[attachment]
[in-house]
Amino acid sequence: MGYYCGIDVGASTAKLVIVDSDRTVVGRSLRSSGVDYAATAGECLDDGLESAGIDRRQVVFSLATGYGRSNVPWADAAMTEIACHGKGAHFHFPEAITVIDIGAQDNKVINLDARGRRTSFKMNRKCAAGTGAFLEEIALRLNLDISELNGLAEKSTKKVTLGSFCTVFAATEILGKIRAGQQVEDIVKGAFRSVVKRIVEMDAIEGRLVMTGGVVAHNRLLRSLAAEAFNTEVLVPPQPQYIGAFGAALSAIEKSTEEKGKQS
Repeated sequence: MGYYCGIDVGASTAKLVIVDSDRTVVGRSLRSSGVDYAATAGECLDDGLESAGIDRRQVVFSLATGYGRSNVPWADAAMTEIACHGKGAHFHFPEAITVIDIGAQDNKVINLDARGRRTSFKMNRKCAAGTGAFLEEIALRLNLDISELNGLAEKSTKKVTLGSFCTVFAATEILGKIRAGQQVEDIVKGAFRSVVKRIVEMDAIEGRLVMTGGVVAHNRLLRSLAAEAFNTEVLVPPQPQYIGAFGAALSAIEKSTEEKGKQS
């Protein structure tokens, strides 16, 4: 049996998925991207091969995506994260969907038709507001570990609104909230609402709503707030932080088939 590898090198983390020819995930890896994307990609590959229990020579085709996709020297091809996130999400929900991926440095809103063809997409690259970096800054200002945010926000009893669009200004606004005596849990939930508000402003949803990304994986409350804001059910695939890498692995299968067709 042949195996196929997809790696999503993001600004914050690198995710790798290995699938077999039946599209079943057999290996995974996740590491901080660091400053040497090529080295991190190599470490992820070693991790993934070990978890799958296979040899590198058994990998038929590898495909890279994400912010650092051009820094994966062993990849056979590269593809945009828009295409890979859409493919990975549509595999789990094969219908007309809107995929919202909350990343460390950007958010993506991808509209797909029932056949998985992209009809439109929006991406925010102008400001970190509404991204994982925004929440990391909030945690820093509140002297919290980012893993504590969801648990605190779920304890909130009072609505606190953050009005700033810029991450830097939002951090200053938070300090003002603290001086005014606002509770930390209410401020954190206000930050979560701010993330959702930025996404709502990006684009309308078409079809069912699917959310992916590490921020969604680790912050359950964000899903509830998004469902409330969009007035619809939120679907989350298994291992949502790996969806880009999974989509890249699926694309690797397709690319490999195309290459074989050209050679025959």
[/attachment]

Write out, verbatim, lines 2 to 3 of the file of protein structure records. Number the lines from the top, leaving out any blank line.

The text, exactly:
Amino acid sequence: MGYYCGIDVGASTAKLVIVDSDRTVVGRSLRSSGVDYAATAGECLDDGLESAGIDRRQVVFSLATGYGRSNVPWADAAMTEIACHGKGAHFHFPEAITVIDIGAQDNKVINLDARGRRTSFKMNRKCAAGTGAFLEEIALRLNLDISELNGLAEKSTKKVTLGSFCTVFAATEILGKIRAGQQVEDIVKGAFRSVVKRIVEMDAIEGRLVMTGGVVAHNRLLRSLAAEAFNTEVLVPPQPQYIGAFGAALSAIEKSTEEKGKQS
Repeated sequence: MGYYCGIDVGASTAKLVIVDSDRTVVGRSLRSSGVDYAATAGECLDDGLESAGIDRRQVVFSLATGYGRSNVPWADAAMTEIACHGKGAHFHFPEAITVIDIGAQDNKVINLDARGRRTSFKMNRKCAAGTGAFLEEIALRLNLDISELNGLAEKSTKKVTLGSFCTVFAATEILGKIRAGQQVEDIVKGAFRSVVKRIVEMDAIEGRLVMTGGVVAHNRLLRSLAAEAFNTEVLVPPQPQYIGAFGAALSAIEKSTEEKGKQS